Pragmatism is rearing its head on the continent.
Alongside recent comments from German finance minister Schauble, who has stressed the importance to Europe’s economy of finding a workable and balanced Brexit deal, we can now add EU commissioner Valdis Dombrovskis.
In an exclusive interview with City A.M. today, he says it is not the EU’s aim to punish the UK. Dombrovskis is not a man to give much away but it’s notable that he could have sent a warning to the City ahead of his arrival this morning – instead, he chose to extend something of an olive branch.
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That’s not to say negotiations will be straightforward, or that the City doesn’t have much to lose in the coming process, but it’s increasingly clear that senior figures both in member states and in the EU’s headquarters recognise just how little it has to gain by choking off the City’s air.
If they squeeze too hard, it will be New York that benefits in place of the smaller, regional financial centres such as Dublin and Frankfurt. Their success post-Brexit is linked to London’s survival as a global financial centre.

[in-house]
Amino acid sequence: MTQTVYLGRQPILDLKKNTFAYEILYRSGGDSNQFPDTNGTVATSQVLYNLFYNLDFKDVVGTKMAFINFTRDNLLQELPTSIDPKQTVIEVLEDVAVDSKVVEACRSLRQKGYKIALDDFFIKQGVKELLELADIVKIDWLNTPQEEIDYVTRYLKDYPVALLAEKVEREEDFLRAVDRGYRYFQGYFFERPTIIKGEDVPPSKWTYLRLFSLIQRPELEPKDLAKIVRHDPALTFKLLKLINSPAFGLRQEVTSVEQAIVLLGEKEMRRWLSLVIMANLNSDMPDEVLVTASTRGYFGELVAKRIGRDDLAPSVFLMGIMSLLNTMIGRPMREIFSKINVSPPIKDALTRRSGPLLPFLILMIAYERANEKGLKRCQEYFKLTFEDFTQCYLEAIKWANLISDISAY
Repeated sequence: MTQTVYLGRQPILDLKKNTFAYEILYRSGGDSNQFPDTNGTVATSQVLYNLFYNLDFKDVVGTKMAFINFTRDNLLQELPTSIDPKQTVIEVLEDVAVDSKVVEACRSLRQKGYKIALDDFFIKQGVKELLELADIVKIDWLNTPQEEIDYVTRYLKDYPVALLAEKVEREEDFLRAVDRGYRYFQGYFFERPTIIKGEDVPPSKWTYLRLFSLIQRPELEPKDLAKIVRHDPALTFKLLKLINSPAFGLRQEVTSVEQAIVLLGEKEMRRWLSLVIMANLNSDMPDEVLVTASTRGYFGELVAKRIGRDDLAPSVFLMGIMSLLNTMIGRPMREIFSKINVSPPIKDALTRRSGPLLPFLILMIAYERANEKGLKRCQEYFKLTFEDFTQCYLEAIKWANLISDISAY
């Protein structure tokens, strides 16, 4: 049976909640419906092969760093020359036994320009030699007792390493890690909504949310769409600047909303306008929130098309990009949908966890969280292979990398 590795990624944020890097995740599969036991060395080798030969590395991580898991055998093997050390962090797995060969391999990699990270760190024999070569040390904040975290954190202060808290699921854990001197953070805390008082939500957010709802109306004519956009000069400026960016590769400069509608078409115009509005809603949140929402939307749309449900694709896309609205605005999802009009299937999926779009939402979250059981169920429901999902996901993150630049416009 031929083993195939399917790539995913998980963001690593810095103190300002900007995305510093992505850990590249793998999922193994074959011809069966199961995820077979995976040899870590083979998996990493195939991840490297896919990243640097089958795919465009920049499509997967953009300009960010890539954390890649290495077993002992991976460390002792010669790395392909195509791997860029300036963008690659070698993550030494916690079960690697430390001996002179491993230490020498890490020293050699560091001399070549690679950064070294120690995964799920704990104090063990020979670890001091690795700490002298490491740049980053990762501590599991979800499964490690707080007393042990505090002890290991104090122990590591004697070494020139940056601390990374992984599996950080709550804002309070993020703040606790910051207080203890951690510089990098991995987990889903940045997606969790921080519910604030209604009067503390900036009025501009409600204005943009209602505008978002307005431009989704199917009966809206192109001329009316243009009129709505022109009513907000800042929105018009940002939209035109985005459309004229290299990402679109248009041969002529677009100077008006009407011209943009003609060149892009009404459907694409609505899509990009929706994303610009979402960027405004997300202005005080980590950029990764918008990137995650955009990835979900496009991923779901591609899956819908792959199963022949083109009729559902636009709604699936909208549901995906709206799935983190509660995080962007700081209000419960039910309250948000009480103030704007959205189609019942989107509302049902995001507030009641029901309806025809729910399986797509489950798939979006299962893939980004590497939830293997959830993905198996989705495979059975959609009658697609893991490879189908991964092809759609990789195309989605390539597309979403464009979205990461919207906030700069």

Meanwhile, it’s worth remembering that Brexit is just one item on the Commission’s to-do list.
The proposed Capital Markets Union dominates much of their time and thinking, along with a broader question of how open versus how protectionist the EU wants to be. A debate now rages within the EU over what – if any – say the British will have in the ongoing conversations regarding the future of financial regulation and policy on the continent.
Those in the EU who lean more towards the Anglo-Saxon way of thinking are terrified of losing the British voice, whereas those who have never shared an enthusiasm for finance and free markets think we should be shut out of the room already – since we won’t be in the club when new rules and structures come into play.
There is little appetite in the City to move away from Europe-wide regulation in financial services, given that many want as smooth a transition as possible to life outside the single market.
With this in mind, it seems likely that British voices will still be part of the conversation on the continent, despite Brexit.